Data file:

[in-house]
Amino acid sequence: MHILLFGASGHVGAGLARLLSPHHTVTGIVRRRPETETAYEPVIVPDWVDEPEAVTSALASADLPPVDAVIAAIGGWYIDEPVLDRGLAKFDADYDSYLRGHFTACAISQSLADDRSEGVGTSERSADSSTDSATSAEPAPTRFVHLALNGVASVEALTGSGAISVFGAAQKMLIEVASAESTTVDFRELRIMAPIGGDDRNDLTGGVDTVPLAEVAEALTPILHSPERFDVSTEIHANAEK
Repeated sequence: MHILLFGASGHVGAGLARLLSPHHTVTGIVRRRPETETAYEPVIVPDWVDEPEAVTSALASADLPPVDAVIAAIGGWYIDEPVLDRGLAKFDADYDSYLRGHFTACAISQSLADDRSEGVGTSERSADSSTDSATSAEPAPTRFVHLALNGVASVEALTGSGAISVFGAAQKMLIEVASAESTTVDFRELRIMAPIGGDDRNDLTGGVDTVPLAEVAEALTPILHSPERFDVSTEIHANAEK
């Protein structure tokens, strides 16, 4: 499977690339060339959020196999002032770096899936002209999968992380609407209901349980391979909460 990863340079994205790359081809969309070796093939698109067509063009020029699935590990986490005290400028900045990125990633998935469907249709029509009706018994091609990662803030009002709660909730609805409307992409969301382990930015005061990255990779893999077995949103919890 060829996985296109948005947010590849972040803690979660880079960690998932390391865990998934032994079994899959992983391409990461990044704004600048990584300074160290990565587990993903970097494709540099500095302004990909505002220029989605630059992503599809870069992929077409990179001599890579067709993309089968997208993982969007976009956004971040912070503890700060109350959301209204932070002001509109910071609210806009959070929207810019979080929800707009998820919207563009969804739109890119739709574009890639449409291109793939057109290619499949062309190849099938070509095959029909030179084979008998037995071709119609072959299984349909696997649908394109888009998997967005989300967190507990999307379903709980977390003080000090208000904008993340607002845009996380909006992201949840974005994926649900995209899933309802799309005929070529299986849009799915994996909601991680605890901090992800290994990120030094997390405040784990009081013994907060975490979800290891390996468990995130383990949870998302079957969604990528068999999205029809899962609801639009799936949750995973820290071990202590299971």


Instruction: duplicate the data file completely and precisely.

[in-house]
Amino acid sequence: MHILLFGASGHVGAGLARLLSPHHTVTGIVRRRPETETAYEPVIVPDWVDEPEAVTSALASADLPPVDAVIAAIGGWYIDEPVLDRGLAKFDADYDSYLRGHFTACAISQSLADDRSEGVGTSERSADSSTDSATSAEPAPTRFVHLALNGVASVEALTGSGAISVFGAAQKMLIEVASAESTTVDFRELRIMAPIGGDDRNDLTGGVDTVPLAEVAEALTPILHSPERFDVSTEIHANAEK
Repeated sequence: MHILLFGASGHVGAGLARLLSPHHTVTGIVRRRPETETAYEPVIVPDWVDEPEAVTSALASADLPPVDAVIAAIGGWYIDEPVLDRGLAKFDADYDSYLRGHFTACAISQSLADDRSEGVGTSERSADSSTDSATSAEPAPTRFVHLALNGVASVEALTGSGAISVFGAAQKMLIEVASAESTTVDFRELRIMAPIGGDDRNDLTGGVDTVPLAEVAEALTPILHSPERFDVSTEIHANAEK
């Protein structure tokens, strides 16, 4: 499977690339060339959020196999002032770096899936002209999968992380609407209901349980391979909460 990863340079994205790359081809969309070796093939698109067509063009020029699935590990986490005290400028900045990125990633998935469907249709029509009706018994091609990662803030009002709660909730609805409307992409969301382990930015005061990255990779893999077995949103919890 060829996985296109948005947010590849972040803690979660880079960690998932390391865990998934032994079994899959992983391409990461990044704004600048990584300074160290990565587990993903970097494709540099500095302004990909505002220029989605630059992503599809870069992929077409990179001599890579067709993309089968997208993982969007976009956004971040912070503890700060109350959301209204932070002001509109910071609210806009959070929207810019979080929800707009998820919207563009969804739109890119739709574009890639449409291109793939057109290619499949062309190849099938070509095959029909030179084979008998037995071709119609072959299984349909696997649908394109888009998997967005989300967190507990999307379903709980977390003080000090208000904008993340607002845009996380909006992201949840974005994926649900995209899933309802799309005929070529299986849009799915994996909601991680605890901090992800290994990120030094997390405040784990009081013994907060975490979800290891390996468990995130383990949870998302079957969604990528068999999205029809899962609801639009799936949750995973820290071990202590299971």